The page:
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Department of Communications/
News Bureau
22 Davis Hall, 10 Lippitt Road, Kingston, RI 0288
Phone: 401-874-2116 Fax: 401-874-7872

URI’s chair of Music Department & his family
orchestrate an endowment to benefit students
Gift reimburses University for sons’ tuition waivers

KINGSTON, R.I. -- February 27, 2001 -- Professionally Ronald Lee of Kingston, chair of the University of Rhode Island’s Music Department, thinks his department really knows the score.

He has an even more personal reason for appreciating the high quality and professionalism of its faculty and staff. Two of his sons, Jon and Chris, are URI graduates who were heavily involved in the music program as undergraduates. Because Lee is a University employee, neither son was charged tuition.

To show their gratitude, Lee and his extended family recently established the Lee Family Scholarship at URI. The endowed fund will provide scholarships for both music majors and non-majors.

"Our goal is to give back to the University, and the State of Rhode Island, an amount equal to the tuition waivers given for Chris and Jon’s education. We plan to donate $25,000 and expect to go beyond that, "said Lee, who accepted the job as chair of URI’s Music Department in 1992.

Dr. Winifred Brownell, dean of URI’s College of Arts and Sciences, enthusiastically praised the Lees’ decision to establish the scholarship fund. She said: "We deeply appreciate this generous endowment and especially value that Dr. Lee and his family want to express their gratitude for the excellent education and the tuition waivers that their sons received at URI to benefit future generations of students. Ron Lee has set an important example that will help us to attract, support, and retain outstanding students. I anticipate that many others will be inspired by his philanthropy, and the many exemplary students who urgently need financial support to continue their education at URI will be the beneficiaries of their generosity." The Music Department is within the college.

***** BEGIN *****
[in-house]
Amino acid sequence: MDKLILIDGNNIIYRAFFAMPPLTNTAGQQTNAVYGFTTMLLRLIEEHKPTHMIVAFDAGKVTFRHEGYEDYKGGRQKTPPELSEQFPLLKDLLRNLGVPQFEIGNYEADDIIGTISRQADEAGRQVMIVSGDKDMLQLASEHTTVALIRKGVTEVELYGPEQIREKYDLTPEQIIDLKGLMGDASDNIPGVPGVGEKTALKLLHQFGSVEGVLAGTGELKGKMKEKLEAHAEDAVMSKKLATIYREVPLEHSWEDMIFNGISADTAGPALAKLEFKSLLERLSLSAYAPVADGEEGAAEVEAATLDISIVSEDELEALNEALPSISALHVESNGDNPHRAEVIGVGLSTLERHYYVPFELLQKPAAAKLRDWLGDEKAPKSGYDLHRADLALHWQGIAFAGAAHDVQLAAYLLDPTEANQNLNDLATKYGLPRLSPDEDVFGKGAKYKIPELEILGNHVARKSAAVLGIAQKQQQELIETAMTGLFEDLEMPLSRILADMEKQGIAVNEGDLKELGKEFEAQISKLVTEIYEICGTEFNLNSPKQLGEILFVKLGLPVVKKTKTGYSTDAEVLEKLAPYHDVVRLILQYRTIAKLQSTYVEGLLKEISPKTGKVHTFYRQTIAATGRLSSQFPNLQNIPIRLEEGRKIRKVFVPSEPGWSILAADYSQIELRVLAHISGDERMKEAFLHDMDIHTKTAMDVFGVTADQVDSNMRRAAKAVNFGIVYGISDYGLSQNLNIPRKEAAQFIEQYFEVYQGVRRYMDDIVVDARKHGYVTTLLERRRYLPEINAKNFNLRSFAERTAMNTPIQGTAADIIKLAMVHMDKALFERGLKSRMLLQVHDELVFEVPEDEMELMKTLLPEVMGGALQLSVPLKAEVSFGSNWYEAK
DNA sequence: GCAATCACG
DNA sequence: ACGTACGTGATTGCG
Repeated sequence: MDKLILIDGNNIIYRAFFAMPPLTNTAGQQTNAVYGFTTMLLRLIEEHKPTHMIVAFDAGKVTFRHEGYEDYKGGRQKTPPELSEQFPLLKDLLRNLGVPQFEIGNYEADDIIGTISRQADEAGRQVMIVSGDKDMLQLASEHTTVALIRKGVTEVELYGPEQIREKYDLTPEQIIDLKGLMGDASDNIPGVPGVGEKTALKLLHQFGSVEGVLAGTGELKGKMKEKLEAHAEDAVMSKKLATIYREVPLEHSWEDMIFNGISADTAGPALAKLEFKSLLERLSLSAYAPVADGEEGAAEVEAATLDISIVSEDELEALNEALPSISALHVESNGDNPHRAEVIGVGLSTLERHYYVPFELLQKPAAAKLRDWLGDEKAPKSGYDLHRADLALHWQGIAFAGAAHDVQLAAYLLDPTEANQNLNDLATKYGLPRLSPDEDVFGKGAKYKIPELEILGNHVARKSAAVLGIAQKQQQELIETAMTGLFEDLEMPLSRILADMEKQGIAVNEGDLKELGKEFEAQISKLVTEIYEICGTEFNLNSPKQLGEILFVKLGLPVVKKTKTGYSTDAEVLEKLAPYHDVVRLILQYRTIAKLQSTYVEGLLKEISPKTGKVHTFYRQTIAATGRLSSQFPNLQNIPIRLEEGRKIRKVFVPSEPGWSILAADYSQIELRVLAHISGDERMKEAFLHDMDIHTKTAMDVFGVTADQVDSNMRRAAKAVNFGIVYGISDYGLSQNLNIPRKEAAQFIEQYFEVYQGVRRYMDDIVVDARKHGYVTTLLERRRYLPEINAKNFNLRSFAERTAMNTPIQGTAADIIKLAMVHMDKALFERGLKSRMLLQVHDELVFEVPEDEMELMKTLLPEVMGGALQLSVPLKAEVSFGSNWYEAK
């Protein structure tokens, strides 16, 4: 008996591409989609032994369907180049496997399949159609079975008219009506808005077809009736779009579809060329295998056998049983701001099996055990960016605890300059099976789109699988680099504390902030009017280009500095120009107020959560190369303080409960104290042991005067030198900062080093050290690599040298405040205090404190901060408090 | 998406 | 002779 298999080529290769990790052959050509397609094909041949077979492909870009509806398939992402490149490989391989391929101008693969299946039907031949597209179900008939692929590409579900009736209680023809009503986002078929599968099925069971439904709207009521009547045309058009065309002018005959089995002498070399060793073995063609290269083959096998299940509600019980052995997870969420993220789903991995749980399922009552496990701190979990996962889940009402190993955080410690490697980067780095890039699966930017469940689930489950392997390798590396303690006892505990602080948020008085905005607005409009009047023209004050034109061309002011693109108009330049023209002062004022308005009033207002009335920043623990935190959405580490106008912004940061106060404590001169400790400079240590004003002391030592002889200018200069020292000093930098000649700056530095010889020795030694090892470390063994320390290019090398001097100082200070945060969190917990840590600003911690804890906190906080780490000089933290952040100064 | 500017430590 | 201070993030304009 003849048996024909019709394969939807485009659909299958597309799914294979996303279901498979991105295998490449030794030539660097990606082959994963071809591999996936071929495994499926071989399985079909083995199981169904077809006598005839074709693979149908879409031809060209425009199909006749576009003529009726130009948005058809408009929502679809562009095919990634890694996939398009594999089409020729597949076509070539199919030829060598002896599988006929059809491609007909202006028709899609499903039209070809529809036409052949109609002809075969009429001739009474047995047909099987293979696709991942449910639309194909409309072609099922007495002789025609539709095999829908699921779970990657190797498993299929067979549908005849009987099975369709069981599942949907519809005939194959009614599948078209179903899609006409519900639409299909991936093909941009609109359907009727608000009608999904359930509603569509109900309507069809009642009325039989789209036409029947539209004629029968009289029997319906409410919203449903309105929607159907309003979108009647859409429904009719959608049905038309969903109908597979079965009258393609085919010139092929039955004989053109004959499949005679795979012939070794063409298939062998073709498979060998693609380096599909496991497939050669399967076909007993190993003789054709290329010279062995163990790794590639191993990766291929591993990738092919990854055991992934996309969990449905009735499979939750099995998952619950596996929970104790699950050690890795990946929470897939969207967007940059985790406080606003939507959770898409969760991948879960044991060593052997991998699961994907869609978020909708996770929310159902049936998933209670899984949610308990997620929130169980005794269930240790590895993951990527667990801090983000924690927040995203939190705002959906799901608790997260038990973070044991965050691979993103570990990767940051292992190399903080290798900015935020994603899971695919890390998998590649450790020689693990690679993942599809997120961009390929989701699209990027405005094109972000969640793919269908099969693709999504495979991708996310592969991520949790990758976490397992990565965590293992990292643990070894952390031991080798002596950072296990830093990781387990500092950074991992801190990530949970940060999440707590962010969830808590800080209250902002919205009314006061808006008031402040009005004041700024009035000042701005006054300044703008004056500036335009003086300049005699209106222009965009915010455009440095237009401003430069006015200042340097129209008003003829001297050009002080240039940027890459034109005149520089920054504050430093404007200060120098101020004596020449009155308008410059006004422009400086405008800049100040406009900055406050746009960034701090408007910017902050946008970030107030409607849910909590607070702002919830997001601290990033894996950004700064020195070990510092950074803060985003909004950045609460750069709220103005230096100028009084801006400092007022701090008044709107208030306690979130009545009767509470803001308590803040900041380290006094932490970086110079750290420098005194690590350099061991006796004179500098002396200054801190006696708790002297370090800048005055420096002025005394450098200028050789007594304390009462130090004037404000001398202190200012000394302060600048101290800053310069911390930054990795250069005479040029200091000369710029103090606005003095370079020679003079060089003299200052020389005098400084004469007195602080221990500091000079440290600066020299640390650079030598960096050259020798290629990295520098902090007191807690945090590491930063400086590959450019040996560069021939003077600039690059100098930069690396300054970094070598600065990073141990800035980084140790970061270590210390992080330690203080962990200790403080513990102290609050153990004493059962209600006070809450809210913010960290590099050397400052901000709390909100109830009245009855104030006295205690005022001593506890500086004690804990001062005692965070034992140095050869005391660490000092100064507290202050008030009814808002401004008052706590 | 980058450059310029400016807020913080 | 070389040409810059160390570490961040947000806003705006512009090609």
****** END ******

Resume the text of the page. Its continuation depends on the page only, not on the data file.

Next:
In addition to Lee and his wife Marie Bender-Lee, contributors to the fund include Lee’s mother Eleanor, sons Jon and Chris, and sister Karolyn Lee, as well as memorial gifts donated in his father’s (Rudolph T.) name.

"We needed to give back," said Lee. "Both Jon and Chris have done well because of the high quality education they received here at URI."

Scholarship selection will be based on students’ commitment to music study, growing musical talent, and a strong academic record. Preference will be given to students whose principal area of study is composition, piano, saxophone, or voice, areas that have a special meaning to family members.

Jon, a non-music major, played alto saxophone and was active in the wind ensemble at URI. He used his musical experiences toward earning a master’s degree in anthropology at Binghamton University in New York, often writing about how popular music and jazz affect our lives.

Chris earned double bachelors degrees in education and composition in 1999. His instrument is the piano. He was accepted into several graduate music composition programs, deciding on Yale University because of its excellent program and its full scholarship offer.
Marie Bender-Lee sings in the Westerly Chorus, the University Chorus, and is a cantor and soloist at the Lutheran Church of the Good Shepherd in Kingston. "Singing is part of who I am," said the former elementary music teacher.

Ron Lee used to play the clarinet. "If I ever pull it out to play, the pads would be missing," joked the Minnesota native.

Being chair of URI’s Music Department provides enough to keep him in tune. "I feel like I’m a conductor. I like to think that I’m leading our students and faculty to focus on their interests and talents," he said.

Lee noted that between 35 to 40 percent of the incoming URI freshmen class of 2,300 indicated on their application forms that they were involved in high school music instruction. Many of these students want to continue studying music in some manner even though they are not music majors. All together, the department sees about 2,400 students annually in music classes and ensembles.

Lee hopes his family’s scholarship inspires others on campus. "It would be kind of nice to have the University be the beneficiary of more scholarship philanthropy. Goodness knows the University could use it."

Anyone needing information about establishing a named scholarship should contact Thomas Zorabedian, senior development officer for the College of Arts & Sciences at 874-2853.

For Information: Jan Sawyer, 874-2116

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